Is Network Marketing the "Perfect" Business?
By Charles Hopkins
Published 06/1/2006 | Home Based Business
It is often said that network marketing is the perfect business. It seems logical that many people in the business say this, since a statement like that could draw new people into the business. "This really is the perfect business!" could be just what your prospect needs to get the courage to make the decision and join your network marketing company. But is that all it is? Just a great statement to be used in an attempt to close people, or is there actually any truth to it?
Of course not everybody shares this positive image of the industry. Many people think quite the opposite of network marketing. Busloads of people would laugh when someone would refer to it as 'the perfect business' because they don't even consider it a business in the first place. They might still have the picture of a bunch of housewives gathering around the kitchen table to sell each other plastic cups and lingerie as a hobby. Obviously not everybody evaluates a business by the same criteria but with global revenues exceeding 100 billion dollars it just doesn't fit the description of a hobby anymore. It's serious business.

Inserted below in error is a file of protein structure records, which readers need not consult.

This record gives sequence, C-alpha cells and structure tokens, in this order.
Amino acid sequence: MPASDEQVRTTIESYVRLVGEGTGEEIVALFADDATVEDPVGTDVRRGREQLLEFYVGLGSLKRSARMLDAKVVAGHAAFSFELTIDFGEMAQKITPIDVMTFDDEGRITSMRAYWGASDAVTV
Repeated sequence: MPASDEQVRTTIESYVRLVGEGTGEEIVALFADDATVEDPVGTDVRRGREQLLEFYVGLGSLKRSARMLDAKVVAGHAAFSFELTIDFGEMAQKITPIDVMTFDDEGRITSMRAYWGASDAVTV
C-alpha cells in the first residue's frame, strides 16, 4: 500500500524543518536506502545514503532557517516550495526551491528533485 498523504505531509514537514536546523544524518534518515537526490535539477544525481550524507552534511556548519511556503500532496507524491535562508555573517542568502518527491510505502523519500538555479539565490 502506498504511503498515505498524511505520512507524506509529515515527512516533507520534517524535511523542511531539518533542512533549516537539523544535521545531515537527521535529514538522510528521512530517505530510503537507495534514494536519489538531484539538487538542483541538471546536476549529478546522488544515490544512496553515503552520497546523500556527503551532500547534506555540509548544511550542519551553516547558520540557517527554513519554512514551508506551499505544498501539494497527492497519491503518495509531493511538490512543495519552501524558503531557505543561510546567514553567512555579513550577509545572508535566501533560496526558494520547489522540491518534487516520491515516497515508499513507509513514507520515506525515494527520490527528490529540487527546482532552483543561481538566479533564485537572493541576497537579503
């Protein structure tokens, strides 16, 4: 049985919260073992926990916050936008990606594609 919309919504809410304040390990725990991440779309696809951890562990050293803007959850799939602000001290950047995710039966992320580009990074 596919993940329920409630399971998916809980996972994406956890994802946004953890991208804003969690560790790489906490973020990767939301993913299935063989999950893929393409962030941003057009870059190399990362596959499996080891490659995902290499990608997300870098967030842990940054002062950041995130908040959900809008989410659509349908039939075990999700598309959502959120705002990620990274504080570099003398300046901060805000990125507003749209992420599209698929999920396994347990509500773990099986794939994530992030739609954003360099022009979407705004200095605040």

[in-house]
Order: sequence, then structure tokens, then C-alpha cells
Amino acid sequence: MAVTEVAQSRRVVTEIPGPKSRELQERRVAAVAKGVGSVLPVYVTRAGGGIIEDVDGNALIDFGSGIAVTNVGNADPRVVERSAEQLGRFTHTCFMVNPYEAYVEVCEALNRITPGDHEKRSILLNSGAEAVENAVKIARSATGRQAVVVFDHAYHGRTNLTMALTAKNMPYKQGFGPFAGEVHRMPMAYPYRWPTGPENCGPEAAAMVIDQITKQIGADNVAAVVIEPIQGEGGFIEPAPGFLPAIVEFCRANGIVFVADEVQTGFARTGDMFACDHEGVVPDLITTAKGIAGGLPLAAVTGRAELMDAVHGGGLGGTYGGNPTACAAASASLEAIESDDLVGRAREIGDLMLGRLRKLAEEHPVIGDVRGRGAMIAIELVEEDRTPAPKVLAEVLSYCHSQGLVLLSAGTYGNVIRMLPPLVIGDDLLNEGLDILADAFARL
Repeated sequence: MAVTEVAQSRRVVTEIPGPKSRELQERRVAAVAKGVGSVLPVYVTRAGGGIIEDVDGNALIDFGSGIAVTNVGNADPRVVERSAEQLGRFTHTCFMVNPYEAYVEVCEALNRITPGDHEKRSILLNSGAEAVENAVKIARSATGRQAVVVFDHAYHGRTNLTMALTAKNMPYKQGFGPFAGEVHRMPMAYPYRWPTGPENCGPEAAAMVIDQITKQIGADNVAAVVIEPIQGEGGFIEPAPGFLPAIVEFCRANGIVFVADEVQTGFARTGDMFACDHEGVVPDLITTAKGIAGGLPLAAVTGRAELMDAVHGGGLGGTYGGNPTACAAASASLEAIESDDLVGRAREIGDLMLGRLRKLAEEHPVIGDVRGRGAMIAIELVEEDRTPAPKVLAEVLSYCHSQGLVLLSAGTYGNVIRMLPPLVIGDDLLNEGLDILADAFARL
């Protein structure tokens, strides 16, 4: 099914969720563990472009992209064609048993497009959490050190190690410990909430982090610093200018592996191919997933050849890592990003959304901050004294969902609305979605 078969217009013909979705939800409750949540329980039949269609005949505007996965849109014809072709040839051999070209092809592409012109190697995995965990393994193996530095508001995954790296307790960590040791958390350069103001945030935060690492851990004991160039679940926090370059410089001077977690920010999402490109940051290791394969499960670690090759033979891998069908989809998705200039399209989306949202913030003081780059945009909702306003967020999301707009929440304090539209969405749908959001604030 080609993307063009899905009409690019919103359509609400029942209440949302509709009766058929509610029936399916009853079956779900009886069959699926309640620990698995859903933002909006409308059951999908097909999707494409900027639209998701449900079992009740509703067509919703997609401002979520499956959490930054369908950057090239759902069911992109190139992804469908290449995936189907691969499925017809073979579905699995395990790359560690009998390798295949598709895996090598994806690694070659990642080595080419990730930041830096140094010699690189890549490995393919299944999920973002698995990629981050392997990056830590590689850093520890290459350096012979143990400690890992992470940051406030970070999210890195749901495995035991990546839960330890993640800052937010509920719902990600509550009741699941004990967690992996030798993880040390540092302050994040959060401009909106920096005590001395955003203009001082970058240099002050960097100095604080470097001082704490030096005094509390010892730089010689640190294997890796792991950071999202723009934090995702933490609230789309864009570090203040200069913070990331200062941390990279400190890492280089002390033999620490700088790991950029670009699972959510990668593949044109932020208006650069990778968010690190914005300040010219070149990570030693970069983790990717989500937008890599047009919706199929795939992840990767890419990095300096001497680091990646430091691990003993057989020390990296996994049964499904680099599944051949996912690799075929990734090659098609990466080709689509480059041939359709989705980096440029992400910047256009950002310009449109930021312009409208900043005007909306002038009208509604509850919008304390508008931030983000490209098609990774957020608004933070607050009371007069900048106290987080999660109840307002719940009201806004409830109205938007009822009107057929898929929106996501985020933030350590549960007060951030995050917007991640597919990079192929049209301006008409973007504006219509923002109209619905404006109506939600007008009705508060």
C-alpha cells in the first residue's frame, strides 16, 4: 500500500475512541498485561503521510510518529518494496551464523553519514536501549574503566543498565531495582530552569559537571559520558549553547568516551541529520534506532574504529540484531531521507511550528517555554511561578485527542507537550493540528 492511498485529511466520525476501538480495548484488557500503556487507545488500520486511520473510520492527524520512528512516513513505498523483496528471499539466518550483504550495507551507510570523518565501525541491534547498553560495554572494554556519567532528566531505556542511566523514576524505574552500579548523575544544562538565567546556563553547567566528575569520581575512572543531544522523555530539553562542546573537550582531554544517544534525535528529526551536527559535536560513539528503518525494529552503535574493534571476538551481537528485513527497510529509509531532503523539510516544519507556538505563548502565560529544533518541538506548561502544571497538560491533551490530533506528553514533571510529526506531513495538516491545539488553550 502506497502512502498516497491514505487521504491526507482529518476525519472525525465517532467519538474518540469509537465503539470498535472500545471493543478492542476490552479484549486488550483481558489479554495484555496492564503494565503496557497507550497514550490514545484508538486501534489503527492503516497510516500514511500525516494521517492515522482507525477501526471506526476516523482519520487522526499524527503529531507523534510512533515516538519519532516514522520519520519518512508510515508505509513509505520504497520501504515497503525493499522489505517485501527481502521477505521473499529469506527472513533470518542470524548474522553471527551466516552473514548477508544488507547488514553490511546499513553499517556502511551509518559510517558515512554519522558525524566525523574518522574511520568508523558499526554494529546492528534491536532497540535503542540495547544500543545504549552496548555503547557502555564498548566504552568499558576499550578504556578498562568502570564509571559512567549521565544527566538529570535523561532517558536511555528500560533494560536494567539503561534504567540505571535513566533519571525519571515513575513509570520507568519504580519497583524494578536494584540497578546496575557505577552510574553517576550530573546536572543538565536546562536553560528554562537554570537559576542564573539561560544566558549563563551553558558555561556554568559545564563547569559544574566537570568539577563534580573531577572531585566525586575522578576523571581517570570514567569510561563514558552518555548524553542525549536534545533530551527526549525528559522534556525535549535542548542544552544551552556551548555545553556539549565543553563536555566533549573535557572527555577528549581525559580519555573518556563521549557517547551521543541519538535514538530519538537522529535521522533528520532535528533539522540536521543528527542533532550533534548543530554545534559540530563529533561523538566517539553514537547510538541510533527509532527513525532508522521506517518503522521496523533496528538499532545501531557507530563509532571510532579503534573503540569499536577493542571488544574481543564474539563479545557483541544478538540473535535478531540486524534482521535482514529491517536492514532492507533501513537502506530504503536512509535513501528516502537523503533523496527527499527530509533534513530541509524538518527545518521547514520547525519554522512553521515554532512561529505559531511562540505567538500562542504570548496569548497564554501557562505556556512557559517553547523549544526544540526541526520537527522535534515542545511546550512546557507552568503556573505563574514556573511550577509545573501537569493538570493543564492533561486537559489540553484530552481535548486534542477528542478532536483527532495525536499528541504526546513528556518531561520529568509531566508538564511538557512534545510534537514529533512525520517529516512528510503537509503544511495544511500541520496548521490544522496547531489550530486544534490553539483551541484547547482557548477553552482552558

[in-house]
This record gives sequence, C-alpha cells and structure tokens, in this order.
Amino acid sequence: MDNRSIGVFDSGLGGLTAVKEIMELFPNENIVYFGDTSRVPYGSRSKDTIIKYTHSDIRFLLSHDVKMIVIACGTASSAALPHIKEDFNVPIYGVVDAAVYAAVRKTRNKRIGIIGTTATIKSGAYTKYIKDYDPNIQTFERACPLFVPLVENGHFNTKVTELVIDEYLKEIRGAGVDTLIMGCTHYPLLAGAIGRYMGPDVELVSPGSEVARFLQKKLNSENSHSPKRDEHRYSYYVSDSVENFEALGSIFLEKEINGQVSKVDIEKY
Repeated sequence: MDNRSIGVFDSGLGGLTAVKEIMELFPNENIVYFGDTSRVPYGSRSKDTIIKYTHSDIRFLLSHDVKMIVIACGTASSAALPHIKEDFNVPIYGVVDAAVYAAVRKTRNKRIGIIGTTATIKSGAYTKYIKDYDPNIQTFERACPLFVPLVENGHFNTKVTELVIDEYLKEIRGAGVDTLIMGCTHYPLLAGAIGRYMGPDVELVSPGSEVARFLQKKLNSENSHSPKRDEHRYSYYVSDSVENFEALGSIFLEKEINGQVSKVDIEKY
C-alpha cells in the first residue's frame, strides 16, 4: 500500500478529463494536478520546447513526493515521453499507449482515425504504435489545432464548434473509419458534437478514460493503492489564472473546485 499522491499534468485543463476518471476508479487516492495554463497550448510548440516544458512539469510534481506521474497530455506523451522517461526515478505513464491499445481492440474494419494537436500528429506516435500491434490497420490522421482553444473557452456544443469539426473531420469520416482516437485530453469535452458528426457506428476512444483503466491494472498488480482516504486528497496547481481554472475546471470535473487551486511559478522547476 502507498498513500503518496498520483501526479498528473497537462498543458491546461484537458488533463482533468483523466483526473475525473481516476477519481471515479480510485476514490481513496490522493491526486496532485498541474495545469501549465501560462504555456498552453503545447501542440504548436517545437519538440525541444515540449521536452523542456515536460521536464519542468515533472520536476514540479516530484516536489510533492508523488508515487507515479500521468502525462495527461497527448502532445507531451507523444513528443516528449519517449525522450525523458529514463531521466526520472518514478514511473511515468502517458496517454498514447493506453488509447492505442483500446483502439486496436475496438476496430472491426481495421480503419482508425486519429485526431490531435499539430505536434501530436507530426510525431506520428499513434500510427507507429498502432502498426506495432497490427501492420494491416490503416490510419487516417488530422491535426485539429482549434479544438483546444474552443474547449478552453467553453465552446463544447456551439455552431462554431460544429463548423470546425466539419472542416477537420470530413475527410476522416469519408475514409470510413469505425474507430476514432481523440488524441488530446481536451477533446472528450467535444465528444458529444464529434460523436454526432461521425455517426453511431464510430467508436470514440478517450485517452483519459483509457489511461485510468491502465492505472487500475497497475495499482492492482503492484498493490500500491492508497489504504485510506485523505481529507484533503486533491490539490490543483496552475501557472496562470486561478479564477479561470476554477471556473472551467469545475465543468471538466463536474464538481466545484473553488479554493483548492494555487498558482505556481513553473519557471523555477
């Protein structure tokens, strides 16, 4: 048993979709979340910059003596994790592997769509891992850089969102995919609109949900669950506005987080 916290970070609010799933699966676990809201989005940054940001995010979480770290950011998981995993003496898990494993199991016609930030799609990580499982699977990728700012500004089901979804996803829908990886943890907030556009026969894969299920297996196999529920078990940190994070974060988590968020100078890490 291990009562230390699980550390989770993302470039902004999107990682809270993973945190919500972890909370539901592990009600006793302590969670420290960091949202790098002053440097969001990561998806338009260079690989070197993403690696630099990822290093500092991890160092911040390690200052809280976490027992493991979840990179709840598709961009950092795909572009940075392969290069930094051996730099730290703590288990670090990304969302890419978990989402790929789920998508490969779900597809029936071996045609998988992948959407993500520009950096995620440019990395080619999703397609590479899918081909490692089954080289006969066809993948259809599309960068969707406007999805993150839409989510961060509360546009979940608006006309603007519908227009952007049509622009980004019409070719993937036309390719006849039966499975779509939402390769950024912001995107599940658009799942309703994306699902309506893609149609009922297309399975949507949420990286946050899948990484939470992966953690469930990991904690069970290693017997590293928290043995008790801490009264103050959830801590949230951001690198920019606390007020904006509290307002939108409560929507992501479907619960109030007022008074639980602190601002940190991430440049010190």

Fortunately a lot has been written on the subject over the years, by people outside and inside network marketing. Robert Kiyosaki is a good example of a successful entrepreneur and best selling author, who has not made his fortune in network marketing. He isn't even in the business. But he is a strong advocate of the industry because of its power and potential. He also explains why, in his opinion, this industry offers the best chance of success for an individual that wants to start a business these days. He claims that network marketing companies have a system in place, much like a franchising formula, that have proven to produce results if you stick to the system.
So if we have established that network marketing is indeed a business, the question still remains: "How perfect is it? To answer this question let's look at this from the perspective of someone that wants to go out and start a business.
If you were to start a traditional type business the first thing you need would probably be money. In many cases a lot of it, so you would need to talk to a bank. Of course this bank is not just going to throw money at you until you convince them that your business has a good chance of success and that you are a good candidate. You may even have paid a professional to put together a solid business plan. So before you make your first dime, you are spending valuable time and money to even be considered to get the money you need from the bank.
Now let's say you qualify and you get the money from the bank. Then you go out and start your business. You rent the space for your store or office and in doing so you have to put down a deposit for the first month or two and you probably have to sign a contract for a minimum duration of your lease. This will account for at least a couple of thousand dollars. Then you have to get the furniture and equipment to make your business actually look like one. Depending on your type of business that can range from hundreds to many thousands of dollars that you must spend just to get your business up and running.